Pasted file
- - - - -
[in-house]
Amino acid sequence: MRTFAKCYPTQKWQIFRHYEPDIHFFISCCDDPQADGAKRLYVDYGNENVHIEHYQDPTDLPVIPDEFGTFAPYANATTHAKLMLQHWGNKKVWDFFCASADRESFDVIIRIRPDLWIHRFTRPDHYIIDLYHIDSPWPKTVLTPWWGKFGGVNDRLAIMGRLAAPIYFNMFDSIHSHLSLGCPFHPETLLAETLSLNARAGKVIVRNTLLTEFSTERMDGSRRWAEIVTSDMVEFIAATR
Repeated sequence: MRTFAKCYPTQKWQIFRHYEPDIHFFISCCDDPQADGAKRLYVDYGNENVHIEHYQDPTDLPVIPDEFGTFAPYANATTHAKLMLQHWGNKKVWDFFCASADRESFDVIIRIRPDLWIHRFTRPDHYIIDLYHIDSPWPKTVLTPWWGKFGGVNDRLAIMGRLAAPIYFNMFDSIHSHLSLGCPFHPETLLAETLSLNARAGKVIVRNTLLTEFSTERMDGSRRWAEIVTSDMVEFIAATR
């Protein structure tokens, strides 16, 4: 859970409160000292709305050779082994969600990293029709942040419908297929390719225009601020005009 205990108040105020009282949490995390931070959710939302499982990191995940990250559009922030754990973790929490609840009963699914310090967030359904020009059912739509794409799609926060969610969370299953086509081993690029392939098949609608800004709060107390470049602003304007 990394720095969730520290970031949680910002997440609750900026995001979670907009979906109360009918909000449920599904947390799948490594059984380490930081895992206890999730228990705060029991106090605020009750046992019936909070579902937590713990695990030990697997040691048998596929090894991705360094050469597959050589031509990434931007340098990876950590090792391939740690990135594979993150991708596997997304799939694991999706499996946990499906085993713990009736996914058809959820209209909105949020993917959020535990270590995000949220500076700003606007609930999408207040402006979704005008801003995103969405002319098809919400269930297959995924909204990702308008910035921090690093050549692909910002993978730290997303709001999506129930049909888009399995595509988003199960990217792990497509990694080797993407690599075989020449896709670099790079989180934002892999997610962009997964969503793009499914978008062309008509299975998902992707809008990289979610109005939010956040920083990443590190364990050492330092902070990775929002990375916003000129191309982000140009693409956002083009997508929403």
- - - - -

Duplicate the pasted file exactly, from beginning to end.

[in-house]
Amino acid sequence: MRTFAKCYPTQKWQIFRHYEPDIHFFISCCDDPQADGAKRLYVDYGNENVHIEHYQDPTDLPVIPDEFGTFAPYANATTHAKLMLQHWGNKKVWDFFCASADRESFDVIIRIRPDLWIHRFTRPDHYIIDLYHIDSPWPKTVLTPWWGKFGGVNDRLAIMGRLAAPIYFNMFDSIHSHLSLGCPFHPETLLAETLSLNARAGKVIVRNTLLTEFSTERMDGSRRWAEIVTSDMVEFIAATR
Repeated sequence: MRTFAKCYPTQKWQIFRHYEPDIHFFISCCDDPQADGAKRLYVDYGNENVHIEHYQDPTDLPVIPDEFGTFAPYANATTHAKLMLQHWGNKKVWDFFCASADRESFDVIIRIRPDLWIHRFTRPDHYIIDLYHIDSPWPKTVLTPWWGKFGGVNDRLAIMGRLAAPIYFNMFDSIHSHLSLGCPFHPETLLAETLSLNARAGKVIVRNTLLTEFSTERMDGSRRWAEIVTSDMVEFIAATR
């Protein structure tokens, strides 16, 4: 859970409160000292709305050779082994969600990293029709942040419908297929390719225009601020005009 205990108040105020009282949490995390931070959710939302499982990191995940990250559009922030754990973790929490609840009963699914310090967030359904020009059912739509794409799609926060969610969370299953086509081993690029392939098949609608800004709060107390470049602003304007 990394720095969730520290970031949680910002997440609750900026995001979670907009979906109360009918909000449920599904947390799948490594059984380490930081895992206890999730228990705060029991106090605020009750046992019936909070579902937590713990695990030990697997040691048998596929090894991705360094050469597959050589031509990434931007340098990876950590090792391939740690990135594979993150991708596997997304799939694991999706499996946990499906085993713990009736996914058809959820209209909105949020993917959020535990270590995000949220500076700003606007609930999408207040402006979704005008801003995103969405002319098809919400269930297959995924909204990702308008910035921090690093050549692909910002993978730290997303709001999506129930049909888009399995595509988003199960990217792990497509990694080797993407690599075989020449896709670099790079989180934002892999997610962009997964969503793009499914978008062309008509299975998902992707809008990289979610109005939010956040920083990443590190364990050492330092902070990775929002990375916003000129191309982000140009693409956002083009997508929403």